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Spectric

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Hi all

Yes it is nice to have a decent workshop all neat and tidy etc etc but remember that the most important aspect is not what goes into the workshop but what comes out. I used to have a large workshop and spent more time in building it, kitting it out and changing things than using it as I moved house.
 

Ttrees

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What do you regret?
Did you not get your money back when moving house when I presume you upgraded the leccy?
I haven't shot myself in the foot by upgrading the rented house supply with 16a in the shed and went VFD route.
Did you make a load of runs for dust collection?, most folks end up upgrading their DC at some point even if they never move.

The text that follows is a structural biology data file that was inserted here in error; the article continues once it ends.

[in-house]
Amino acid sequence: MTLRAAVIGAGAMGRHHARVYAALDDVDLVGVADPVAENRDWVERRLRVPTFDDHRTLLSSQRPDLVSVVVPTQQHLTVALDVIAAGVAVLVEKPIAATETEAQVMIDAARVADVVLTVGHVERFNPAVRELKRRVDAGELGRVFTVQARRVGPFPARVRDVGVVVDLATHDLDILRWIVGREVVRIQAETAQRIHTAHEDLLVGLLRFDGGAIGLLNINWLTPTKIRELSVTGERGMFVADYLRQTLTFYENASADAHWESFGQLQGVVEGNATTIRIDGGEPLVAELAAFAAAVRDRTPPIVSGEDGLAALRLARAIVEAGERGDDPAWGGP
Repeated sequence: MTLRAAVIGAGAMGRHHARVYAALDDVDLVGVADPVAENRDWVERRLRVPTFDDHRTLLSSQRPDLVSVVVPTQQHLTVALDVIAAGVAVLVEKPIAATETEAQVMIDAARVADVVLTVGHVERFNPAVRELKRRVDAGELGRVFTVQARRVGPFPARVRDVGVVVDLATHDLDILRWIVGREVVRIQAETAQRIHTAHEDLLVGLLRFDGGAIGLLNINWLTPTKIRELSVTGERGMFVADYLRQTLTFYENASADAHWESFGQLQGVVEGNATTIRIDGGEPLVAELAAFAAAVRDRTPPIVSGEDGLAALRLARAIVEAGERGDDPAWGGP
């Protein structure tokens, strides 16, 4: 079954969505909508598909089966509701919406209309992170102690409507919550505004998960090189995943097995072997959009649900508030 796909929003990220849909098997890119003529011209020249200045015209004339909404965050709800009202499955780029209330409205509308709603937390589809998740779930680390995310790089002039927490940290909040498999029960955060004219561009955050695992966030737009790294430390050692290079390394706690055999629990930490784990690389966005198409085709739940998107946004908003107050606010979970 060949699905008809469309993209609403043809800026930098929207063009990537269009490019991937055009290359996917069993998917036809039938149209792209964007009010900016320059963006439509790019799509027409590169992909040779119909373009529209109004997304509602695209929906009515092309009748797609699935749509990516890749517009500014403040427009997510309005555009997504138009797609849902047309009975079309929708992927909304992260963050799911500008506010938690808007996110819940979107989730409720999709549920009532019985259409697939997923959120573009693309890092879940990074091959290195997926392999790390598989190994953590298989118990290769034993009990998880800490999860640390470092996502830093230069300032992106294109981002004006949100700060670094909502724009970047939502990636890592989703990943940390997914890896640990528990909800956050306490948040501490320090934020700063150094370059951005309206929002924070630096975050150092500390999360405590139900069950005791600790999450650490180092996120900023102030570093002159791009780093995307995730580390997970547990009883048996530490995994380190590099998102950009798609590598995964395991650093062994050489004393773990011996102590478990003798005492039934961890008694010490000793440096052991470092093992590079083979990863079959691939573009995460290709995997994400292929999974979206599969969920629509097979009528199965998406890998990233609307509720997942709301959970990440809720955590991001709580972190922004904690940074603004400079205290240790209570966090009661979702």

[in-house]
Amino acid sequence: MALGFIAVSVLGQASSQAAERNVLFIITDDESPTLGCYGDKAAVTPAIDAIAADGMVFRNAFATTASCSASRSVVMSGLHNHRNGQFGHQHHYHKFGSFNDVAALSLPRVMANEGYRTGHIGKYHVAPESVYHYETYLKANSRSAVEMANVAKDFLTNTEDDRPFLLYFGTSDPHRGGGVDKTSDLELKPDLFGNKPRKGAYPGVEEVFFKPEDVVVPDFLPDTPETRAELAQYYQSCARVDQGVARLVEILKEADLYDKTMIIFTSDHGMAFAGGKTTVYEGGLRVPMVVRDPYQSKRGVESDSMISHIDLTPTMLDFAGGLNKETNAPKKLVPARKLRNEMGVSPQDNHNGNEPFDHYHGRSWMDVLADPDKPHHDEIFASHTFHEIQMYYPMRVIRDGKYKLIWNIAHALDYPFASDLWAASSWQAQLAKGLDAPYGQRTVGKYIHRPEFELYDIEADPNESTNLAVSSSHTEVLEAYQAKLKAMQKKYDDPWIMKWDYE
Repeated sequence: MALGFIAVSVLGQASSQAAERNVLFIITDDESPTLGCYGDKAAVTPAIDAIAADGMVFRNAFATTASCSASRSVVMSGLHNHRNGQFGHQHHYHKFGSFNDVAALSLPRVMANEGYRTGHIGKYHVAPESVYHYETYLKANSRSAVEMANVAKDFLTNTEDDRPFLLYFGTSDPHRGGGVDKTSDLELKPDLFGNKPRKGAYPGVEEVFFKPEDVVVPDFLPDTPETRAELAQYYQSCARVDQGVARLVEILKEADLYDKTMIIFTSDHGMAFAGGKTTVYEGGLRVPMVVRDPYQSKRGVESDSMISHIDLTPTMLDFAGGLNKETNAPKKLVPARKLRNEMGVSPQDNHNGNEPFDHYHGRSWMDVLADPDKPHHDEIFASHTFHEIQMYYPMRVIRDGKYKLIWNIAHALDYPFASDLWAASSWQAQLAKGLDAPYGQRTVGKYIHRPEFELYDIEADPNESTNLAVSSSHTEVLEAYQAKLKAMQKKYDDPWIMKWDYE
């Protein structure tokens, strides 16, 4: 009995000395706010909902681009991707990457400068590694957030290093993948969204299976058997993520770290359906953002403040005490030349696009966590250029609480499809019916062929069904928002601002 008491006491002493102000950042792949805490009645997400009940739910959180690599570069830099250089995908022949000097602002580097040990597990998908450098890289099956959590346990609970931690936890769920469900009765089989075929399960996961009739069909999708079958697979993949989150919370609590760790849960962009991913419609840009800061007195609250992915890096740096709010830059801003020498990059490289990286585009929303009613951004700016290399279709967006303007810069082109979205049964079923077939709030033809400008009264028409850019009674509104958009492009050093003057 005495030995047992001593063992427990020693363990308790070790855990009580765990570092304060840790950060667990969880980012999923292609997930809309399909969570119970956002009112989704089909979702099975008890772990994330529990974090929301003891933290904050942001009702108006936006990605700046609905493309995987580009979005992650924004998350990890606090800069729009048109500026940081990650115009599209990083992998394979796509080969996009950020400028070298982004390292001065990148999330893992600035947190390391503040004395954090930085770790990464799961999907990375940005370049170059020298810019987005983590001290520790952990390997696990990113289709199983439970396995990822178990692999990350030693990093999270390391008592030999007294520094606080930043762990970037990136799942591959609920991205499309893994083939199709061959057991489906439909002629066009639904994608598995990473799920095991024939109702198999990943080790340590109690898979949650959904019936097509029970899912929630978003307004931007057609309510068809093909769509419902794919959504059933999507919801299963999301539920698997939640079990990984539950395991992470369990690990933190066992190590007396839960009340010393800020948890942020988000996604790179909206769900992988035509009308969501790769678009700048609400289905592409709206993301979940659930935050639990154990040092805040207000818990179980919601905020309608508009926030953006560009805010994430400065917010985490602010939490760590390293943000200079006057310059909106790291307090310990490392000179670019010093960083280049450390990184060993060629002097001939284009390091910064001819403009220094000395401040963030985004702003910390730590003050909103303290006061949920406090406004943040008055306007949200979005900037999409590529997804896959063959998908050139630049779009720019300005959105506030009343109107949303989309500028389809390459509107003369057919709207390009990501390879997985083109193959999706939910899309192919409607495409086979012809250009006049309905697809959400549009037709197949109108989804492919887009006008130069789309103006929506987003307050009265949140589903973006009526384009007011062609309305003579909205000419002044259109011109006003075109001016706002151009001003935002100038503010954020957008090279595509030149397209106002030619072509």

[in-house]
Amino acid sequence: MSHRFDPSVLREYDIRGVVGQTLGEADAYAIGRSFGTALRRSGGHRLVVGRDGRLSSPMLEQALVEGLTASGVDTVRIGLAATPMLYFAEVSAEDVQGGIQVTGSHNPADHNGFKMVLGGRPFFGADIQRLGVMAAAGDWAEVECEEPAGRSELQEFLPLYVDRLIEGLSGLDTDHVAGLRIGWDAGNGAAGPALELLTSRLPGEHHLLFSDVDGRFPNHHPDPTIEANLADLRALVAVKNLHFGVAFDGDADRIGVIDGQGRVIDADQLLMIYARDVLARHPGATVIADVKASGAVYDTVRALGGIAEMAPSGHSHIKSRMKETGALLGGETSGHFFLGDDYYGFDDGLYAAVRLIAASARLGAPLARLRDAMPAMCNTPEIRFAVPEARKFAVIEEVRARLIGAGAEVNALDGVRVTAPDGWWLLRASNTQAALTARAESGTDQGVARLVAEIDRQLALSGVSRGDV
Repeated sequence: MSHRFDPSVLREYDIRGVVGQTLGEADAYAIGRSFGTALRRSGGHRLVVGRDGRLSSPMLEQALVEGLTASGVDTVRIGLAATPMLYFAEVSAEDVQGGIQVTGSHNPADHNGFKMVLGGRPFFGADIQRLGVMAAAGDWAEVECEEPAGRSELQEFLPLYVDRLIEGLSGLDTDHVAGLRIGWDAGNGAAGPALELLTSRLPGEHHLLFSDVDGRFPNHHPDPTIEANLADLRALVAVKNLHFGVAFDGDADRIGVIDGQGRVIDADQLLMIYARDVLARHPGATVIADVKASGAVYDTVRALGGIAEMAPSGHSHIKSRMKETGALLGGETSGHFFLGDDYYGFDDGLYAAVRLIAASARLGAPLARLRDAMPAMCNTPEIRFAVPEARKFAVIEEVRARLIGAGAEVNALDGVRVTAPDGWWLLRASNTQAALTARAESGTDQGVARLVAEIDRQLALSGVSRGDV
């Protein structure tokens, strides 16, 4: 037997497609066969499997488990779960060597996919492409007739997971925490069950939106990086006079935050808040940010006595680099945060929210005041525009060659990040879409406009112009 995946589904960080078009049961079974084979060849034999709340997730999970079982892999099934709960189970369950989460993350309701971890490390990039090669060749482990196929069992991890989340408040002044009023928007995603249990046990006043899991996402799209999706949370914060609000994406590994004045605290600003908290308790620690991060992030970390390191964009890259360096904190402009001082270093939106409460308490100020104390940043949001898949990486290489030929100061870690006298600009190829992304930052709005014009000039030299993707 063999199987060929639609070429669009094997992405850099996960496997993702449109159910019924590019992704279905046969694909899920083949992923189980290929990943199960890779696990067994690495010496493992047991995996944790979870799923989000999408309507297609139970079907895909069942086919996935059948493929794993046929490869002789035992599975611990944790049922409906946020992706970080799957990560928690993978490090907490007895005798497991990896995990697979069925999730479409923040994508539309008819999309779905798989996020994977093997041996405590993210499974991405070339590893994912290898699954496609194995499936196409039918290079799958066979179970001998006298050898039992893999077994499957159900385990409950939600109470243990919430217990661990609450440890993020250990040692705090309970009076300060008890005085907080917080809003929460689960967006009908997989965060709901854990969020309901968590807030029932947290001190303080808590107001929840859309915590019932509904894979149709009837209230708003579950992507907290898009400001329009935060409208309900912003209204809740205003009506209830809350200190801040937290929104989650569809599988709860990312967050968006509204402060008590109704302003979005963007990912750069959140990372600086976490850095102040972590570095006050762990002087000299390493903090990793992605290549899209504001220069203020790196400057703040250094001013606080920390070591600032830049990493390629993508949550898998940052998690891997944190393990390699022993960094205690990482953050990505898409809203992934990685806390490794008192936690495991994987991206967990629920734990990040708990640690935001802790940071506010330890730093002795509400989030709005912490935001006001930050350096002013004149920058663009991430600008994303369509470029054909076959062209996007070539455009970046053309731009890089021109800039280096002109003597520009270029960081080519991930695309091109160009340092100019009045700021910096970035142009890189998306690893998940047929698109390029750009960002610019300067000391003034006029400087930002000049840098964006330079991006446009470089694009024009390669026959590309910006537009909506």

Do you not think you learned lots and its that whole thing of the journey for me anyways that counts, you don't agree?
Presumably you got a bigger house and need to fill it now...
Maybe take a leaf from Bill Carter's mantelpiece if you have too many planes ;)

I haven't invested a penny other than some cement and bulbs for the shed, total cost about a tenner.
I've spent a lot of "shop" time doing up machinery and designing mobile bases that's ready to be plonked anywhere for this reason.
I don't think I have anything I'd want to give up, maybe an extra tablesaw was acquired for a song.
My shop furniture is just welded up benches, that can be choppy changed, nothing fancy.
All the woodwork like making a nice bench is for the craft of doing,